Last week I participated in the 13 Colonies Special Event. The 13 Colonies Special Event is a contest (of sorts) where the object is to contact another (specific) station in each of the original 13 colonies (plus two bonus stations). The event lasts the entire first week of July.
This is the second year in a row that I’ve participated in this event. Last year I nearly had a “clean sweep” (the term used to describe you successfully contacting all stations in a given contest) save for one bonus station. This year, I was able to contact all 15 stations — although I had a great bit of difficulty reaching South Carolina. Such difficulty, in fact, that I’m uncertain they got my call 100% correct. (The noise on that band was louder than the station which made it extremely difficult to hear them even when I had DSP noise reduction enabled.)
My impressions about this particular event haven’t changed since last year, but since I didn’t blog about it then, I’ll talk about them here:
- This event is mostly enjoyable simply because it’s attainable, even if it requires a little bit of work.
- You know which stations you need to contact. After all, there are only 15 of them. They’re frequently spotted on the DX clusters by other stations so you know what frequency to tune into.
- The event is relatively still new so there are only a few thousand Hams competing to talk to a station over the course of a week, compared to tens of thousands over a typical weekend contest.
- Even operating low power (5 watts), I’m still able to compete with higher power stations (100 watts+) — but you have to be smart about it. Timing is everything when calling the other station. Don’t try to call the other station immediately but hang back a few seconds and call late. You’re more likely to be heard and if you are, your callsign is the last thing the receiving station probably heard so they’ll come to you first. Or, that’s my experience.
- Stations using the DX clusters to try and communicate with the DX stations really pisses me off. Request to change modes, bands or point an antenna in a particular direction really get under my skin and only serve to annoy every other Ham operator using the DX cluster to easily locate other stations.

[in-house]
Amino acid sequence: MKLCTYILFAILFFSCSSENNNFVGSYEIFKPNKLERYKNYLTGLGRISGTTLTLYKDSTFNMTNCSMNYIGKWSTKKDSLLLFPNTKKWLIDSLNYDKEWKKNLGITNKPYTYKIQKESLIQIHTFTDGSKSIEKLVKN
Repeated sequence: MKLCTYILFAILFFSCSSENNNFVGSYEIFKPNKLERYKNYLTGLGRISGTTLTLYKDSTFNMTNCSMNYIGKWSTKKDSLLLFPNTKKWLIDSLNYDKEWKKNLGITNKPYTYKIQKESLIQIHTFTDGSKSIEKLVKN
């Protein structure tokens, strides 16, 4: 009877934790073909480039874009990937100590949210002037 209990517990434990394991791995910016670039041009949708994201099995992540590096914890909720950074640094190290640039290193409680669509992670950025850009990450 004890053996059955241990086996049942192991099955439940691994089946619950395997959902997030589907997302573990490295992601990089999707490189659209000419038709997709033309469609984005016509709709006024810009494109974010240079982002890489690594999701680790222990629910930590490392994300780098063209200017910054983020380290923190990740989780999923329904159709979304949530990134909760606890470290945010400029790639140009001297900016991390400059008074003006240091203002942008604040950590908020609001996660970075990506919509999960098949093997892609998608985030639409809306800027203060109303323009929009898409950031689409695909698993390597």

- Being patient will help you succeed and keep your sanity during this contest. You’ve got a week to work all the stations, so trying to hit them all on the first day will probably leave you frustrated. Unless you’re putting 1,500 watts into a beam pointed directly at them. 🙂
As the week wound down I was still short a couple states and I thought I’d have to resort to digital modes or possibly faking my way through some CW (Morse code) to pick up the remaining states. Thankfully it didn’t come to that and I was able to work them all SSB (voice, that is). If you look at my log (below), you’ll see that I contacted the last station (South Carolina) with only a couple hours to spare. *phew*
If you understand what you’re looking at in the table above, you might see something strange with my logs for K2D. I’m not certain what’s going on with that other than I hardly believe I contacted K2D back-to-back. Most likely I recorded the callsign incorrectly — but I’m not certain what station I was talking to. Anyway, I submitted it as it is and we’ll see what comes back confirmed.
Finally, what I love most about this contest is that I frequently heard statements like “God bless America” and “God bless our troops” during exchanges with other Hams. I even heard a station in Canada say “God bless America” at the end of his exchange with a state. Even Canadians can’t help but to get in on our patriotism.
Until next year, God Bless America and Long Live The Republic!